I've heard of Dutch Babies before and you inspired me to look around. Here's a recipe for gf dutch babies I just found:

 

http://www.grouprecipes.com/99989/gluten-free-dutch-babies.html

 
or I read you can just use Pamela's Baking Mix in place of the flour.
post #17 of 39


I enjoy soccas with a curry (sans rice), grilled vegetables, dip, cheese (like pizza).

Yum!

Quote:
Originally Posted by SundayCrepes View Post





These look interesting. What do you eat with them?



 

post #18 of 39
Thread Starter 
Quote:
Originally Posted by captivatedlife View Post


I enjoy soccas with a curry (sans rice), grilled vegetables, dip, cheese (like pizza).

Yum!

 



Curry sounds good. I bought hummus and thought we could dip them in. Does that sound reasonable?

post #19 of 39

There are some great books out there for more traditional recipes, here's one from Lehman's:

http://www.lehmans.com/store/Books___Cookbooks___Cast_Iron_Cooking___Revised___1152975#1152975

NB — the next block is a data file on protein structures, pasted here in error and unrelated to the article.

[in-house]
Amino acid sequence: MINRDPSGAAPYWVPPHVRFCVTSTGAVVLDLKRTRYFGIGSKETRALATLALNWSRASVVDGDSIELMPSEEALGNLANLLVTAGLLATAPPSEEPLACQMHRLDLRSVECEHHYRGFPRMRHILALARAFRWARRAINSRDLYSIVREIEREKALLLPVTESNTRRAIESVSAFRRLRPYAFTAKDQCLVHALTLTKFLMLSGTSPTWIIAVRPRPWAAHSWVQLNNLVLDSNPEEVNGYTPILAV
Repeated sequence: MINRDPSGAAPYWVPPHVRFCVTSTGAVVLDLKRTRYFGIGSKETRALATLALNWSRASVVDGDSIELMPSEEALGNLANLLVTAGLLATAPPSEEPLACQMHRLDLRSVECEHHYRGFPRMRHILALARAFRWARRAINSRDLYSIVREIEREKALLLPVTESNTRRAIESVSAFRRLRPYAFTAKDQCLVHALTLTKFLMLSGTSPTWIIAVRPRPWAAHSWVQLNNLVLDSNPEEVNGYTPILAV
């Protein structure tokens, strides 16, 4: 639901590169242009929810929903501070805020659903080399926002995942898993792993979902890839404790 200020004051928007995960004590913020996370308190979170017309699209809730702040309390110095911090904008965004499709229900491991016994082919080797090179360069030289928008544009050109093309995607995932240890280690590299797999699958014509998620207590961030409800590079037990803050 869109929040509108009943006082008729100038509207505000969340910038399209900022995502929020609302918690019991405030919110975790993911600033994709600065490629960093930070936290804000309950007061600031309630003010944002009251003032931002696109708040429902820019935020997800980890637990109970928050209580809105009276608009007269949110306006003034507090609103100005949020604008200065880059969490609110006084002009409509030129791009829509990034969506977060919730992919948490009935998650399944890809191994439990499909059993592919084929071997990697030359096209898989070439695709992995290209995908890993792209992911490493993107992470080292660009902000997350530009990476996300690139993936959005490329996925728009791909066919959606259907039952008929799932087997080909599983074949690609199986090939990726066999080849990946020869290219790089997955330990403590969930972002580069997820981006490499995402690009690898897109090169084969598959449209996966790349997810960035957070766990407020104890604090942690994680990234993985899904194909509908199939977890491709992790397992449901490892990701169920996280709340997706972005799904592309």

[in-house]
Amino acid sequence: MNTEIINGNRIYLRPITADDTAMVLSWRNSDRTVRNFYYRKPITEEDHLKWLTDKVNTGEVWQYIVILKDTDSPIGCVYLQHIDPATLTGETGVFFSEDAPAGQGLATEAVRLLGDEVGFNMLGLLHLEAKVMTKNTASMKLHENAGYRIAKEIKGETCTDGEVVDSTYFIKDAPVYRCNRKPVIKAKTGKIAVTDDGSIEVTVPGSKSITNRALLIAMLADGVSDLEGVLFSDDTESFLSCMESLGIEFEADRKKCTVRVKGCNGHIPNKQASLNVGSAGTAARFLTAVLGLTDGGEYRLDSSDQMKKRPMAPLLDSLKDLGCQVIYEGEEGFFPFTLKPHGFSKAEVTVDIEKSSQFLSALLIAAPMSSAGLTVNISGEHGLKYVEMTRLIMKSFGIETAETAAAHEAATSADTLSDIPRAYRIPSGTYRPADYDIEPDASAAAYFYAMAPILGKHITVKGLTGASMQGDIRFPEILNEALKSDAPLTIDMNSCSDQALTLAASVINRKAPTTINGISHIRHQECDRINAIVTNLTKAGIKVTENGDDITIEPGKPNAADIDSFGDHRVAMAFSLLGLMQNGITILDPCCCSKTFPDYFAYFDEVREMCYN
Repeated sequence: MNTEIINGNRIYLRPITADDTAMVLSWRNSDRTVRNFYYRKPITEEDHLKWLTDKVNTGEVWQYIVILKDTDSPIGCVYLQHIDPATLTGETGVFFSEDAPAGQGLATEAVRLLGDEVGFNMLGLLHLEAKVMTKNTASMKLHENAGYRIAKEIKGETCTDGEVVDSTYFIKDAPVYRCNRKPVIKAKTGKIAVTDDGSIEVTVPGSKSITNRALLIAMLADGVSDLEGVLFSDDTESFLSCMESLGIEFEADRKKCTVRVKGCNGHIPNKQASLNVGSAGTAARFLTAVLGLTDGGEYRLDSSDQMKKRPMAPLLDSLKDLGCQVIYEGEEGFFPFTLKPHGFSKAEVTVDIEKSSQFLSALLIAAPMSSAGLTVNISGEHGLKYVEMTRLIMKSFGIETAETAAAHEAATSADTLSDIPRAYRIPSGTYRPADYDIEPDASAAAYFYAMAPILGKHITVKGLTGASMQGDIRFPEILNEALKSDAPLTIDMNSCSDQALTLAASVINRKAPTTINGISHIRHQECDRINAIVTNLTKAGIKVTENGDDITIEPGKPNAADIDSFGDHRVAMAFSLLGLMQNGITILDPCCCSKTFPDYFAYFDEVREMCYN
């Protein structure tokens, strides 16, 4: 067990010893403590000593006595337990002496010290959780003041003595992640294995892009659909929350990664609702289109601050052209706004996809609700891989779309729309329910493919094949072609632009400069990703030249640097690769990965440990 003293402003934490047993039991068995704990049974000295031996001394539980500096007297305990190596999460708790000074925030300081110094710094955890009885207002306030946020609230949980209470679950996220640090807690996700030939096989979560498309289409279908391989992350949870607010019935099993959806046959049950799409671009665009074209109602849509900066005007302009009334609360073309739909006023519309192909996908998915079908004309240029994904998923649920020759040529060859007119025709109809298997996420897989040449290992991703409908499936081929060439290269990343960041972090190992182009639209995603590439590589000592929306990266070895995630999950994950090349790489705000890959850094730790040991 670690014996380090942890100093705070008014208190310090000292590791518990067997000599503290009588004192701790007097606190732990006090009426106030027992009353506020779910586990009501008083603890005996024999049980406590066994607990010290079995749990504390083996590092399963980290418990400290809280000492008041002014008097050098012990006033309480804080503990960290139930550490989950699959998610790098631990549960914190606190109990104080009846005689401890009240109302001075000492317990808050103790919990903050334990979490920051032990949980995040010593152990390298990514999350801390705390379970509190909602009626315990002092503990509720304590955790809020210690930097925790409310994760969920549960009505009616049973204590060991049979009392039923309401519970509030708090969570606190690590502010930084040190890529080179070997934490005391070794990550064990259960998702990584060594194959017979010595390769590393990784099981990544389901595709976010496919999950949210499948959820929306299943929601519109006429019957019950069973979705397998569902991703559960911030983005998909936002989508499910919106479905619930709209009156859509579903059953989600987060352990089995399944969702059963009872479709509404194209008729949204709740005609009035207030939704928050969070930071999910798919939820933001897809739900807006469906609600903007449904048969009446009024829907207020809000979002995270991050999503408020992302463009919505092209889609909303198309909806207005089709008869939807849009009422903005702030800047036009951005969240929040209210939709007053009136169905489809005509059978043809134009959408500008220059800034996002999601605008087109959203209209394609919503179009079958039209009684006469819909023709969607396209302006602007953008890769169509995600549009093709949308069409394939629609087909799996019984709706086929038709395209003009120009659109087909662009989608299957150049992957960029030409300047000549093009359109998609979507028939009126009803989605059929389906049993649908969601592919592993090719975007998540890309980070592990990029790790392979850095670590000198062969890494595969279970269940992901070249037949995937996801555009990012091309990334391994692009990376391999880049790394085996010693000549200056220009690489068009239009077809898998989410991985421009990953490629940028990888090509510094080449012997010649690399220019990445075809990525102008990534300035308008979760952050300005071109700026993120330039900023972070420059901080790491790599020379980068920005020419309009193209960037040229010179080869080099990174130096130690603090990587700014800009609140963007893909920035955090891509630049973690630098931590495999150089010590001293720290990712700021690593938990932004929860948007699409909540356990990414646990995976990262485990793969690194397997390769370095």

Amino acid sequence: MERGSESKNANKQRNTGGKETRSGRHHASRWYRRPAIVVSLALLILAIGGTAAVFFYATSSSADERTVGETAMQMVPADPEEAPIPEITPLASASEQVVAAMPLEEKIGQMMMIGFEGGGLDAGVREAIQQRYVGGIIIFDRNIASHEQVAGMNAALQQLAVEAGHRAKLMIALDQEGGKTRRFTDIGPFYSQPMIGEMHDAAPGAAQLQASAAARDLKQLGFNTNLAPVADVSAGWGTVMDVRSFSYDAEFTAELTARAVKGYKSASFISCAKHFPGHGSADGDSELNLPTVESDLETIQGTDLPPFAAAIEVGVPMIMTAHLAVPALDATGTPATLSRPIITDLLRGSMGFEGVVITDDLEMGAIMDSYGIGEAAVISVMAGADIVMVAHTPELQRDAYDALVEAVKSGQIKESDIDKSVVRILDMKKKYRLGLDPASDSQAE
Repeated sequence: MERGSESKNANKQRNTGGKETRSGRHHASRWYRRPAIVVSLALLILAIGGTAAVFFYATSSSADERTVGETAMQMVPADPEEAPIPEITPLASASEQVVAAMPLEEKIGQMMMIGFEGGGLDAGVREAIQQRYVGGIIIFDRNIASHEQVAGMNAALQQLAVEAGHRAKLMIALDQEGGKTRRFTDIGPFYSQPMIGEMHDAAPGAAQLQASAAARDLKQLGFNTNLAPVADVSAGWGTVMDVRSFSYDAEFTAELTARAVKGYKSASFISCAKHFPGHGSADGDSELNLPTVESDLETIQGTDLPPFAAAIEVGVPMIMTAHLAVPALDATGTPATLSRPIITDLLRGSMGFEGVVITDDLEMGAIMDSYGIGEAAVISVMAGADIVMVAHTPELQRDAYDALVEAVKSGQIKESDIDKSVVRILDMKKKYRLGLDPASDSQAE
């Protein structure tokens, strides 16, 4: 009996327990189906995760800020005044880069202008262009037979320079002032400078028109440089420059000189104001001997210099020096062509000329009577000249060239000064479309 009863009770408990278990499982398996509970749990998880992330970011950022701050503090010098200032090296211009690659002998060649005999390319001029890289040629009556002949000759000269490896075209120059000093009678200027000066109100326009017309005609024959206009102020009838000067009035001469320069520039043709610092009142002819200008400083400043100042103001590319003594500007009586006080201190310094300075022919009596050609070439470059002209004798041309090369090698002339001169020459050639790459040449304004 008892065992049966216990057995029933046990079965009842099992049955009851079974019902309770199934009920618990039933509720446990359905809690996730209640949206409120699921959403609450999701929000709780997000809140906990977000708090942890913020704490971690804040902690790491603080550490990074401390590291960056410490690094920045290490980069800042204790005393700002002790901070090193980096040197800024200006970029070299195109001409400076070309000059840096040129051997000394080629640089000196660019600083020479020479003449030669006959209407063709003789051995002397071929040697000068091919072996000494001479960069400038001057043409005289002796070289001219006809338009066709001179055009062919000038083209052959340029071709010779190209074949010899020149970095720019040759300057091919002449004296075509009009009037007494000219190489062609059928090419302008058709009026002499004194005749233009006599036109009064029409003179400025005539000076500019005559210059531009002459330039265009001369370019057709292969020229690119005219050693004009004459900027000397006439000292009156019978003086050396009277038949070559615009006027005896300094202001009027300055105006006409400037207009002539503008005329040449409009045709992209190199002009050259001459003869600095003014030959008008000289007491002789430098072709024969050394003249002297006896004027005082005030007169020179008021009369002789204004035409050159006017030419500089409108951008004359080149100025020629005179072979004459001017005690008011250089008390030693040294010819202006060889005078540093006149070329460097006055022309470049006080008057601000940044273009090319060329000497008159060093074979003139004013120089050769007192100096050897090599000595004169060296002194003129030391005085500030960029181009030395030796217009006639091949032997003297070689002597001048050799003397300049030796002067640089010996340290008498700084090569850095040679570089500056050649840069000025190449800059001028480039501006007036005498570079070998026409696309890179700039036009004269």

Have fun!

post #20 of 39

I use them for everything but they are a lifesaver for simple one pot meals in the broiler. My meals are pretty simple.

 

My favorite is broiled garlic lamb and sweet potato. Basically cut the sweet potato up into about half inch cubes and put them directly in a LARGE cast iron pan, no oil or anything. Put them in the broiler, stirring occasionally until they are toasted and kinda starting to black on most sides. Take the pan out and add some chopped onions and put raw lamb smeared in garlic down under the potatoes and put it back in the broiler. After the juices start to come out of the lamb stir the potatoes and onions and possibly flip the lamb. The potatoes soak up the garlic lamb juice and taste really good if you hit all of them with a little juice. Once the lamb is done pull it out and eat. I usually make broccoli/asparagus/zucchini on the stove top with a little olive oil and salt and pepper to go with it.

 

One thing I have noticed is if I cook fish in one of my cast iron skillets the next thing i make in it has a sort of fishy smell. But it isn't bad enough to change anything. My grandmother was very particular about fish but I don't care so much. She never let anyone cook it in the house, let alone in one of her cast iron skillets.